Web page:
urban families outdoors

How Urban Families Can Introduce Their Kids to the Great Outdoors

When you live in an urban setting, it can be challenging to get kids started with the outdoor activities rural families take for granted. Rather than hundreds of acres of fields and forest, these children look outside their windows and see nothing but concrete. There's no quick trip down the road to the local honey hole or favorite hiking trail. But even though outdoor adventure can seem out of reach for urban families, parents can still introduce their kids to the great outdoors in some creative ways.

Get Out Your Green Thumb

Brassicas Food Plot


While most families living in major metropolitan areas don't have the luxury of growing their own gardens, many urban communities offer garden spaces that are open to all. These community gardens provide a great opportunity to get kids outside, teach them about the science behind their food, and let them see the fruits — or vegetables — of the labor.

Many organizations also host or sponsor tree-planting initiatives in urban parks. These programs not only provide a fun activity that gets everyone outside, they also help kids learn the importance of getting involved in their local community.

Leave No Trace

urban families outdoors


Another great way to give back while getting outside is volunteering for a trash pick-up event that cleans up local parks. It also helps teach kids responsibility for future outings in other areas, gives them a greater appreciation for the world around them, and beautifies their home city. Several organizations such as Leave No Trace focus solely on this important initiative.

Add an Archery League

Many schools offer kids the opportunity to learn the sport of archery and even compete in leagues. While a lot of this is done indoors — especially in major cities — archery easily translates to the outdoors and possibly even hunting down the line. Some archery pro shops can also help connect your kids with archery lessons, leagues, and shooting lanes.

Participate in an Urban Hunt




If you're an avid hunter or your kid shows interest in picking up the pastime, look into urban hunting opportunities in your area. Some cities are plagued by an overpopulation of deer, so these unique hunts help minimize the problem while giving urban hunters the chance to harvest game close to home. If your child would like to learn to hunt but you don't have the knowledge, time, or resources, check with your state wildlife agency or wildlife conservation organizations for mentor programs and sponsored hunt opportunities.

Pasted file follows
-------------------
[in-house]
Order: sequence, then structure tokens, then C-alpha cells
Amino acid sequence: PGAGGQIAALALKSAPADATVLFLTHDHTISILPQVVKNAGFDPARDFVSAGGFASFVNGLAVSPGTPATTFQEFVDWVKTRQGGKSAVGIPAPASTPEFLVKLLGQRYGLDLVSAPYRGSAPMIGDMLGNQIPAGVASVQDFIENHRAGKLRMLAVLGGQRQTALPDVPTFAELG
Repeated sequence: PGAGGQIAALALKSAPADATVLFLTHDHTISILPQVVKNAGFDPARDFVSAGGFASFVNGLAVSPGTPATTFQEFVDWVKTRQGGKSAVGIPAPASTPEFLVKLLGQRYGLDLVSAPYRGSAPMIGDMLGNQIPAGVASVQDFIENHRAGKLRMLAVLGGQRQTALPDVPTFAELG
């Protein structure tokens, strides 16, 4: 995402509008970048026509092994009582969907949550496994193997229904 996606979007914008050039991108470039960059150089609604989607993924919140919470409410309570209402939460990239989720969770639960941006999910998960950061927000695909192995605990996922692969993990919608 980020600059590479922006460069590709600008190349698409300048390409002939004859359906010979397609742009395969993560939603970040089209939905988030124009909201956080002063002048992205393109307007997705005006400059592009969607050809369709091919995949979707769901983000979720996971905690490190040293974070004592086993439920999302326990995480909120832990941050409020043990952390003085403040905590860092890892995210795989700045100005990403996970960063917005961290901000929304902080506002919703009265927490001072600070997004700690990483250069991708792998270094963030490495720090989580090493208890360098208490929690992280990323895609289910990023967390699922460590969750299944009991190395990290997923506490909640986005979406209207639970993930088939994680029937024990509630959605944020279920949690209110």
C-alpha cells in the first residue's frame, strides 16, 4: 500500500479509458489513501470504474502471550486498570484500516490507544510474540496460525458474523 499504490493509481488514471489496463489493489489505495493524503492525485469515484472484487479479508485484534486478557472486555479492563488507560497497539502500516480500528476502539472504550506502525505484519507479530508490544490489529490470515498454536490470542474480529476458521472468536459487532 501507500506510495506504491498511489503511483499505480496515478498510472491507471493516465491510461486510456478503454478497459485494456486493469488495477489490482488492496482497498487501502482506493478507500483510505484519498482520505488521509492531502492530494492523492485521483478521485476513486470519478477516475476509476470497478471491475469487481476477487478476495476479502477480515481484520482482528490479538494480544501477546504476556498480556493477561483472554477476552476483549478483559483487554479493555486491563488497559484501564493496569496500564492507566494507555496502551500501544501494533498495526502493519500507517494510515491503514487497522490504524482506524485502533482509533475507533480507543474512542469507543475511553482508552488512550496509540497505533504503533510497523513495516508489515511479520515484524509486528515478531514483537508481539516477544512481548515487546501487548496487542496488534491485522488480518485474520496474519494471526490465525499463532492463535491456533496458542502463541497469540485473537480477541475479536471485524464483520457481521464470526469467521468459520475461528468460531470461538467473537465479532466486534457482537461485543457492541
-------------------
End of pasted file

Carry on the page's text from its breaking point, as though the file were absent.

Go Geocaching

Geocaching for Beginners

Travis Smola

This outdoor activity teaches kids to use GPS technology and feels like a real-life treasure hunt. Even in big cities, you should be able to find opportunities to get outside and participate. You can check out our beginner geocaching guide for more info.

Pick Your Own Pumpkins, Fruit, and Flowers

Deer Food Plot

Just outside city limits in nearly every area of the United States, local farms offer seasonal pick-your-own opportunities for families. Depending on what's in season nearby, you can choose pumpkins, fresh flowers, and a wide assortment of fruits including berries, peaches, and apples. These farms and orchards typically offer activities on site too, making for a whole day of family fun.

Get Connected

Wilderness Skills Kids

Getty Images: Kerkez

If you're struggling to find the right fit for your family, check with your local library and nature center for upcoming events and special programs. They usually offer educational workshops, group outings, and other activities for the whole family. You can also search for local, regional, and even national organizations dedicated to causes and activities your family enjoys. Finding like-minded families and outdoor-loving friends for your kids can make getting outside much easier and much more enjoyable for everyone.

Plan a Weekend — or Entire Week — Away

hiking kids

While sprinkling in some outdoor activities here and there is great, nothing beats the full immersive experience of hitting the road for — quite literally — greener pastures. During the school year, pick a long weekend to head to the country for a camping trip. You can teach them to set up a tent, cook over the campfire, forage for mushrooms, and catch dinner in the form of fish. Take kayaks out on the water, ride bikes on the trail, or leisurely stroll through the park. The whole experience can be more affordable than eating out downtown all weekend.

Over summer break, cash in on your vacation time and hit up one of America's best National Parks for families. Kids will get some healthy physical activity hiking summits, witness some incredible views unlike anything in the city, observe some of the country's coolest wildlife, and spend some quality time with family and without the distractions of technology.

Add in some points of interest tailored to your kids' individual likes or hobbies to make it even more memorable and enjoyable for them.